Letting Slip the Dogs of War

Defense Secretary Chuck Hagel told Fox News this morning  that the military was prepared for "all contingencies" relating to an attack on Syria. And British Prime Minister David Cameron is urging that the UN Security Council issue an ultimatum to President Assad telling him to disarm or suffer the consequences.

We're a lot closer to war today than we were a week ago.

"President Obama has asked the Defense Department to prepare options for all contingencies. We have done that and we are prepared to exercise whatever option -- if he decides to employ one of those options,'' Hagel said.

Obama had met earlier Saturday with top national security advisers, but will continue to gather facts before deciding on a course of action, the White House said.

Meanwhile Fox News has confirmed that four U.S. Navy Destroyers are being pre-positioned in the eastern Mediterranean Sea, although no immediate instructions beyond deployment have been issued.

A senior State Department official also told Fox News that U.S. Secretary of State John Kerry spoke Saturday with the foreign ministers of the United Arab Emirates, Saudi Arabia, Jordan, and Turkey, as well as the Secretary of the Arab League to discuss the allegation of a chemical weapons attack by the regime of Bashar al-Assad. Kerry also spoke to Syrian foreign minister Walid al-Muallim Thursday to say that the Syrian government should allow an international weapons inspection team to visit the site in the eastern suburbs of Damascus, rather than continue to attack the area, thus blocking access and destroying any potential evidence. Kerry also told Muallim that he had received assurances from the rebel Free Syrian Army that the UN inspectors would receive safe conduct to and from the area.

Syria announced this morning that they would allow the UN inspectors into the area of the gas attack:

Syria has agreed to allow weapons inspectors full access to any site of a purported chemical weapons attack, effective immediately, Syria's Deputy Foreign Minister Faisal al Mekdad tells CNN's Fred Pleitgen.

As Western powers try to verify claims that Syria deployed chemical weapons last week in a Damascus suburb, the government is pointing the finger at rebel forces.

They are pointing it back, accusing the government of gassing hundreds of people to death.

United Nations inspectors in Syria, attempting to gather information, say that Syria has not permitted them to visit the site of the attack.

In effect, Prime Minister Cameron is volunteering the US to fight Assad. Great Britain can't do much and the French, who are also eager to take down Assad, can do even less. America is the only nation that can project adequate military power over long distances.

Gen Sir Nick Houghton, the Chief of the Defence Staff, is to take part in a summit in Jordan tomorrow with his US, French, Turkish, Saudi Arabian and Qatari counterparts.

It follows the strongest indications to date from Washington that direct military intervention by the West was possible in the conflict.

Diplomats talked of a “change in the American posture” following the attack on the suburb of East Ghouta on Wednesday.

Mr Cameron’s officials were drafting the text of a resolution to put before the UN said to be modelled on one that offered Saddam Hussein, the late Iraq leader, “a final opportunity” to disarm in 2002.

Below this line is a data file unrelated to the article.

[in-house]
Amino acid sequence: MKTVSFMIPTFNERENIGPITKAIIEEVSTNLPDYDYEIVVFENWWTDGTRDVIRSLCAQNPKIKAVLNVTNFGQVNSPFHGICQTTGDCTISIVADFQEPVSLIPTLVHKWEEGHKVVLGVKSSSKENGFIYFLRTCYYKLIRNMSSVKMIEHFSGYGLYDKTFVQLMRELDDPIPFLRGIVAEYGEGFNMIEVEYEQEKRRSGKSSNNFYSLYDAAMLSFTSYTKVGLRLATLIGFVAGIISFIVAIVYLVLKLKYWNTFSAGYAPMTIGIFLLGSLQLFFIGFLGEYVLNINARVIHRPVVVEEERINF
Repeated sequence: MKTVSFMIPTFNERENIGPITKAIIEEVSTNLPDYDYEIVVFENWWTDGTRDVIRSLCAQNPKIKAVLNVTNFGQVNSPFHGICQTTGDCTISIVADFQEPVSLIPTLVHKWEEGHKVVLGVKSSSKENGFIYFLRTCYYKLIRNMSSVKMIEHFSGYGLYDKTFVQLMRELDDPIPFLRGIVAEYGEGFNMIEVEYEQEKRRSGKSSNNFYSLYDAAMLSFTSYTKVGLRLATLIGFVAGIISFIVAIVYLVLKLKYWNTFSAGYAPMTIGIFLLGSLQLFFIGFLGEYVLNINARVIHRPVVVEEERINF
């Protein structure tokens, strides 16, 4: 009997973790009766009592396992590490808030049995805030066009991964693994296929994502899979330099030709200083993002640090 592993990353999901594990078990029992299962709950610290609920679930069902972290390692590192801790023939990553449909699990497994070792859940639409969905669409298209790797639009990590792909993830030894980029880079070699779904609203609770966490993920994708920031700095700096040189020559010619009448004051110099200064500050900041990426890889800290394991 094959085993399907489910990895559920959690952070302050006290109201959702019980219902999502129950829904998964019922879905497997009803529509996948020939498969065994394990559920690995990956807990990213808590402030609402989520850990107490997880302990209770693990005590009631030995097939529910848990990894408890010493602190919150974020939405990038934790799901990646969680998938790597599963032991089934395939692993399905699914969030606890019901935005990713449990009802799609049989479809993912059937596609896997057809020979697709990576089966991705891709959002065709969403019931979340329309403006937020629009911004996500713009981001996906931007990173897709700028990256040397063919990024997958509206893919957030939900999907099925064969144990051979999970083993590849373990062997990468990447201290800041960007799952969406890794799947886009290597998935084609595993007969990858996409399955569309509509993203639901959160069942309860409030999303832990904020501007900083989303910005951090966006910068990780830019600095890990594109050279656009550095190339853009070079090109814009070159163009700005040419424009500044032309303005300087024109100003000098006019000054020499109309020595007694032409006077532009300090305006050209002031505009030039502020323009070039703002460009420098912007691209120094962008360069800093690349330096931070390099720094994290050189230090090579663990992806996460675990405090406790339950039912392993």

The move risks a public row with Vladimir Putin, the Russian president, who does not want any action taken against his ally.

But US officials were studying the Kosovo conflict, in which Nato launched weeks of air strikes without UN support and in the teeth of Russian opposition.

So we have Kerry speaking with the foreign ministers of our allies and a military summit taking place in Jordan with basically the same countries. The obvious conclusion is that something is up.

There's a stink of war in the air, and it looks like we're going to be backing the Islamists in their effort to dethrone President Assad. Is this our "smart power" on display? Or would it be the dumbest move this administration has made to date?

Syria is warning that American intervention would set the Middle East "ablaze":

he Syrian government accused rebels of using chemical weapons Saturday and warned the United States not to launch any military action against Damascus over an alleged chemical attack last week, saying such a move would set the Middle East ablaze.

The accusations by the regime of President Bashar Assad against opposition forces came as an international aid group said it has tallied 355 deaths from a purported chemical weapons attack on Wednesday in a suburb of the Syrian capital known as Ghouta.

Syria is intertwined in alliances with Iran, Lebanese Hezbollah guerrillas and Palestinian militant groups. The country also borders its longtime foe and U.S. ally Israel, making the fallout from military action unpredictable.

Polls strongly suggest Americans are dead set against intervening in Syria -- even if chemical weapons have been used. And an intervention, it will be, not just the US lobbing a few cruise missiles at Syrian military targets. No fly zones have been discussed previously, but the rebels desperately need close air support to start to win back ground lost in the last few months as President Assad's forces have made significant progress in reclaiming territory lost to the rebels. Without heavy weapons and armor, the rebels have been slowly retreating. Air power would give them a decisive advantage.

But empowering al-Qaeda by taking out the only viable force on the ground that can stand up to them -- the Syrian military and Hezballah fighters -- what furies will we be unleashing on the Syrian people and the region?

I hope somebody knows what they're doing in the White House when the "go/no-go" decision to intervene is made.